Calling All Sea-Scribes
Attention, naval historians and other lovers of the sea: A call for papers has been issued for the ninth Maritime Heritage Conference, being held 15-19 September in Baltimore. The deadline for submitting paper proposals is 1 June.
Held every three years, the conference brings together individuals from the numerous naval, military, maritime, education, and preservation communities to share information and exchange ideas. The 2010 conference venue, the Hyatt Regency Baltimore, overlooks the venerable USS Constellation in her home berth. Hosted by Historic Ships in Baltimore and the Naval Historical Foundation, the forum will welcome the annual meeting of the Historic Naval Ships Association. Commander Fleet Forces Command Admiral John C. Harvey Jr. has agreed to address the opening plenary about U.S. Navy heritage efforts.
The conference theme is "The Maritime Nexus: Reconnecting Landsmen with Their Seagoing Heritage." The maritime environment, from oceans to rivers, is a world unto itself, where navy personnel, merchant sailors, and others toil; it is a busy realm largely unnoticed by the land-bound populace. Goods imported and exported find their way to and from the marketplace in ways seemingly mysterious to ordinary citizens. The navies that protect these goods and the nations they represent are also often invisible to the public at large.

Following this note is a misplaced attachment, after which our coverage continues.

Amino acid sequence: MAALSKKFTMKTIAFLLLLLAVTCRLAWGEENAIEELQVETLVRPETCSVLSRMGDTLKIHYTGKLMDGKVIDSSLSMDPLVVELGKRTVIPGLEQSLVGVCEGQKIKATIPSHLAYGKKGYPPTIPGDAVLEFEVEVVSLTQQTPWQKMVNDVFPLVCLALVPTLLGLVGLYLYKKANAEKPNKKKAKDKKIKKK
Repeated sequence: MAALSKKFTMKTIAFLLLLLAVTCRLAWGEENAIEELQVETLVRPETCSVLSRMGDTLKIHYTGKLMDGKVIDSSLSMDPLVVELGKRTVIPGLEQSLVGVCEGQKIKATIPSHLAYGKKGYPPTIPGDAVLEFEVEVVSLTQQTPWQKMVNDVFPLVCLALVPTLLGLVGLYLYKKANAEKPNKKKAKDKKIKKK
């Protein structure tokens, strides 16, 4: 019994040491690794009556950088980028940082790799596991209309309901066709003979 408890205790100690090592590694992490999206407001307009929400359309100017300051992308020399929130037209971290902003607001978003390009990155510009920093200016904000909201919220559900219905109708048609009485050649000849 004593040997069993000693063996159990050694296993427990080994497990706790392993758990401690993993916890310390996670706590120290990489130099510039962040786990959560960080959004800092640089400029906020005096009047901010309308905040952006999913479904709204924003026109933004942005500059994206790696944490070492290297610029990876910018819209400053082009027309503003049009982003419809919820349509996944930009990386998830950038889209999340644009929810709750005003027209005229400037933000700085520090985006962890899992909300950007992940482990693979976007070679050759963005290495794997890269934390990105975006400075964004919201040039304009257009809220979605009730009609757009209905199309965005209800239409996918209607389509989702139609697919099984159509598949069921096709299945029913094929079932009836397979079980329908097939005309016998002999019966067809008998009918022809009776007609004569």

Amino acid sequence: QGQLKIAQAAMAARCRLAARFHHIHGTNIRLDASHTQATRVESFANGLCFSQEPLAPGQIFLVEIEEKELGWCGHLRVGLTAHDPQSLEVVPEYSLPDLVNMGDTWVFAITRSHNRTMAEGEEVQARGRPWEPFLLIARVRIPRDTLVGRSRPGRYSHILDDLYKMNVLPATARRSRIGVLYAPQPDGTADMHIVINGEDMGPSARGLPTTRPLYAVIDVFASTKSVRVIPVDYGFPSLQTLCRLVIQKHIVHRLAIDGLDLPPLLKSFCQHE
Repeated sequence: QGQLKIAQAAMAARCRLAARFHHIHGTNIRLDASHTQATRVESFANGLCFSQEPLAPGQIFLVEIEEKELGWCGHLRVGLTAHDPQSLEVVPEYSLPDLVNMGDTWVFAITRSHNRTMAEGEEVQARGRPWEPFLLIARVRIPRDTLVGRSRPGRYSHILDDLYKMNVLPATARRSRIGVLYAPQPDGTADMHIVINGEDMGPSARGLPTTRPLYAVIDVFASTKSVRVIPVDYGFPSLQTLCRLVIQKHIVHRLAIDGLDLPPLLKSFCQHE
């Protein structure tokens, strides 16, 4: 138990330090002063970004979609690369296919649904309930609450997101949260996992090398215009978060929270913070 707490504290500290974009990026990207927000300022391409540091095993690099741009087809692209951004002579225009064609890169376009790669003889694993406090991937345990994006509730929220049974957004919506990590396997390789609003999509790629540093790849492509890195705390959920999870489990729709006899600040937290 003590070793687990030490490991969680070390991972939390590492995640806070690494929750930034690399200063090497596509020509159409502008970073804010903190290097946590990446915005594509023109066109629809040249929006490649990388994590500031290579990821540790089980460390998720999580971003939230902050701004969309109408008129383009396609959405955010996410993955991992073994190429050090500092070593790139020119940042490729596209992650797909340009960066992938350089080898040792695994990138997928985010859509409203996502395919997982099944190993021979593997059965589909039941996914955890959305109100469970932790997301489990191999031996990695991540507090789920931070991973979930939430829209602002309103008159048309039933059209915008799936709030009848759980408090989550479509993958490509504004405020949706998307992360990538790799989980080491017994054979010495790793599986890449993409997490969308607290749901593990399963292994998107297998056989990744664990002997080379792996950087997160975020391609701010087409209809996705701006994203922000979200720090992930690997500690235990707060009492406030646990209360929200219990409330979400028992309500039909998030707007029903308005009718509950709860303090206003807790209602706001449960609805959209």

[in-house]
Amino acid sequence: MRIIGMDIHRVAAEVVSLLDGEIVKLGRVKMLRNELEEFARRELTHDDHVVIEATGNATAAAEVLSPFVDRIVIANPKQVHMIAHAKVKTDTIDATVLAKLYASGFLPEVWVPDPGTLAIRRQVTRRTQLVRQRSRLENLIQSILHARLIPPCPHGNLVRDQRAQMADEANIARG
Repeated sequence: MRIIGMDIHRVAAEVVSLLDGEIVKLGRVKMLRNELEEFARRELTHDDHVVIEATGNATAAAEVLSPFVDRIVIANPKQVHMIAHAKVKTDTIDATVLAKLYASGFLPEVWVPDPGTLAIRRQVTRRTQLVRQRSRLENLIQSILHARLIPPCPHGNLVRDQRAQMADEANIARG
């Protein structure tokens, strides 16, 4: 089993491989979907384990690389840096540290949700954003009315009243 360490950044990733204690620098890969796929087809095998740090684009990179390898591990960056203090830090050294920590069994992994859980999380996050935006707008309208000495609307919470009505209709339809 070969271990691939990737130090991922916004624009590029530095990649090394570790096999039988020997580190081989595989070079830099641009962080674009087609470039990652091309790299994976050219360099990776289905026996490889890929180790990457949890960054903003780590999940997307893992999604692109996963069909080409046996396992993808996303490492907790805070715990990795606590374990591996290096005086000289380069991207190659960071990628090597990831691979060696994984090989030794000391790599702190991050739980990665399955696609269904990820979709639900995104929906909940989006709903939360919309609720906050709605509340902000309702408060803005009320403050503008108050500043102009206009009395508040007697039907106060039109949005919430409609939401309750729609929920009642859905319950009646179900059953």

Conference topics include but are not limited to: shipbuilding, naval history, the War of 1812, historic ships and preservation, and underwater archaeology.
Paper proposals should include an abstract not exceeding 250 words and a one-page curriculum vitae. Panel proposals are also encouraged and should contain an abstract and vitae for each panelist. Mail proposals to David F. Winkler, c/o Naval Historical Foundation, 1306 Dahlgren Avenue SE, Washington Navy Yard, Washington, DC 20374-5055. Inquiries and electronic proposals may be sent to [email protected]. For registration and more information, visit the Web site of the National Maritime Historical Society, www.seahistory.org.
Airship Wreck Site Added to National Register
Commemorating the 75th anniversary of the loss of the airship USS Macon, the National Oceanic and Atmospheric Administration (NOAA) announced in February that the Macon wreck site on the seafloor of Monterey Bay National Marine Sanctuary has been added to the National Register of Historic Places.
The Macon, a 785-foot dirigible, was one of the largest airships in the world-comparable in size to the Titanic. She was intended to serve as a scout ship for the Pacific Fleet and had the ability to launch and recover Sparrowhawk biplanes. In service less than two years, the Macon was damaged in a storm on 12 February 1935 and sank in the Pacific Ocean off Point Sur, south of San Francisco. All but two of her 83 crewmen were rescued by nearby Navy ships.
The wreckage of the Macon, lying at a depth of more than 1,500 feet, was first documented in 1990 by the Monterey Bay Aquarium Research Institute. Monterey Bay National Marine Sanctuary conducted a sonar survey in 2005. NOAA's Office of National Marine Sanctuaries spearheaded the first archaeological expedition in 2006. Four of the airship's Sparrowhawks also lie in repose at the wreck site.
Hailing the February announcement, Paul Michel, Monterey Bay National Marine Sanctuary superintendent, said, "The National Register listing highlights the importance of protecting the wreck site and its artifacts for further understanding our past."